Another key factor that plays a important role in the downfall of the steel industry is technology. By the 1970s the united states clam to be at the for front of steel making technology. This was not a true statement at all once a close look is taken at the United States steel industry verse the Japanese steel industry. To start of the heart of steel making is the blast furnace. The entire U.S. industry was using old style open hearth furnaces verse the Japanese oxygen furnace. The oxygen furnace is much more efficient the open hearth furnace. So instead of upgrading to the O.F., the U.S. just made bigger O.H.F to make up for the lack of efficiency. The reason for this was because it was cheaper to build bigger not more efficient furnaces.
Another process was continuous casting, Japan had been using this process ten years earlier then the United States this would cost the United States more efficiency in the long run. The last piece of technology that the U.S. took a long time to put in their plant was computers. With computer Japan could deliver product faster, better customer service, and automate some function in the plant. The U.S. would take almost a decade in order to get caught up in the computer upgrade. A small but key factor was the U.S. mentality about themselves and the other countries. The U.S. refused to see the writing on the wall when it came to their flaws. They chose not to see that they were falling behind in the race to produce steel faster and more efficient. They also did not believe that their rivals could not match them in technology and production rates. The U.S. was wrong in their mentality; they were falling behind in the research & development of new steel producing methods and being out produced in volume in the world steel industry. These three factors where major reasons why the steel industry collapse and need to be restructured, bit what would it take to get the U.S. steel industry back in the game.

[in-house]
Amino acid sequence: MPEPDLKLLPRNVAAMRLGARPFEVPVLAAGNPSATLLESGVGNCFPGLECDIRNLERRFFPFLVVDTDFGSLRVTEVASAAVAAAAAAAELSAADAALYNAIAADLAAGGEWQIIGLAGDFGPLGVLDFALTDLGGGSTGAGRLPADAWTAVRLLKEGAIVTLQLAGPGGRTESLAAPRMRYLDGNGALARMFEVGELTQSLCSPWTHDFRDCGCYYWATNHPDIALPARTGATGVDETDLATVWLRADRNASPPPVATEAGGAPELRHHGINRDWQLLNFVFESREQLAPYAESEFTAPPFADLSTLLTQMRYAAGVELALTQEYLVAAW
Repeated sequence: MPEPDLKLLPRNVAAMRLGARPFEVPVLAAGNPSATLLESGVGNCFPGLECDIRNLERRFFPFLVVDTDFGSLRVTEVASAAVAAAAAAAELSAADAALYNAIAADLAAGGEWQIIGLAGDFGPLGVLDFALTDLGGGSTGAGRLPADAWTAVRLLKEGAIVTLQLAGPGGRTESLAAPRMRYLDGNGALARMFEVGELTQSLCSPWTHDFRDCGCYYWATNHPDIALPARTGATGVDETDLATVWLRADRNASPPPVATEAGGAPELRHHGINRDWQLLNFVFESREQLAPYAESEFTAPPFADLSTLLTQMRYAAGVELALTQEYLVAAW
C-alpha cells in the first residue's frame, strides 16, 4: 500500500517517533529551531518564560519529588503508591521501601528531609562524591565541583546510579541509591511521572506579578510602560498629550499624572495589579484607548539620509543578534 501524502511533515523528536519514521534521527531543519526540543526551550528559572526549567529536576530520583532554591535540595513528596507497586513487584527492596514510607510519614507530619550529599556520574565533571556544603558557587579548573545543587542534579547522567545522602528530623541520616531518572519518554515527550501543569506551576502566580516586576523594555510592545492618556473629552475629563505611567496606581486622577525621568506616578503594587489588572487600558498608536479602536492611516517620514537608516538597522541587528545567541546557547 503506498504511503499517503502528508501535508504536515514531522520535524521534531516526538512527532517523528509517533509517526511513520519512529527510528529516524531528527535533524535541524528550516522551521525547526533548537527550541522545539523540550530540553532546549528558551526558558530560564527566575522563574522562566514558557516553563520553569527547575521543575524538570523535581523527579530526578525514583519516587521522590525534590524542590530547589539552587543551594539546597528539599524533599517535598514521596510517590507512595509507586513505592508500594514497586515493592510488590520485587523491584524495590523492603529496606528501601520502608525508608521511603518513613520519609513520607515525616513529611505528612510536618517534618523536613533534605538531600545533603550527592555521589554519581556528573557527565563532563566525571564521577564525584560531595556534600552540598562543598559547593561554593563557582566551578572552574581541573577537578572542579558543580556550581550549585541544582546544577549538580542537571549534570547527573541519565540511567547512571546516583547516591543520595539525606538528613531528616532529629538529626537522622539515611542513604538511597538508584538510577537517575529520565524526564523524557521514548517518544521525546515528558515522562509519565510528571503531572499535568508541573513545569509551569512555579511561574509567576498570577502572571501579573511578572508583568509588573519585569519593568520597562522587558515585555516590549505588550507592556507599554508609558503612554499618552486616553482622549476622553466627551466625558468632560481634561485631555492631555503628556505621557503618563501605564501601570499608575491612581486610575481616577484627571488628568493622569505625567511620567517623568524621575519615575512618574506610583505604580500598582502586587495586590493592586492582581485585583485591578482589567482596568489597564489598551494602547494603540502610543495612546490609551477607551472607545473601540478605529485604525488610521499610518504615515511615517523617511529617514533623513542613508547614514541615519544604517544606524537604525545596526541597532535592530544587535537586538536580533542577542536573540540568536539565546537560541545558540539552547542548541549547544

Restructuring of Steel industry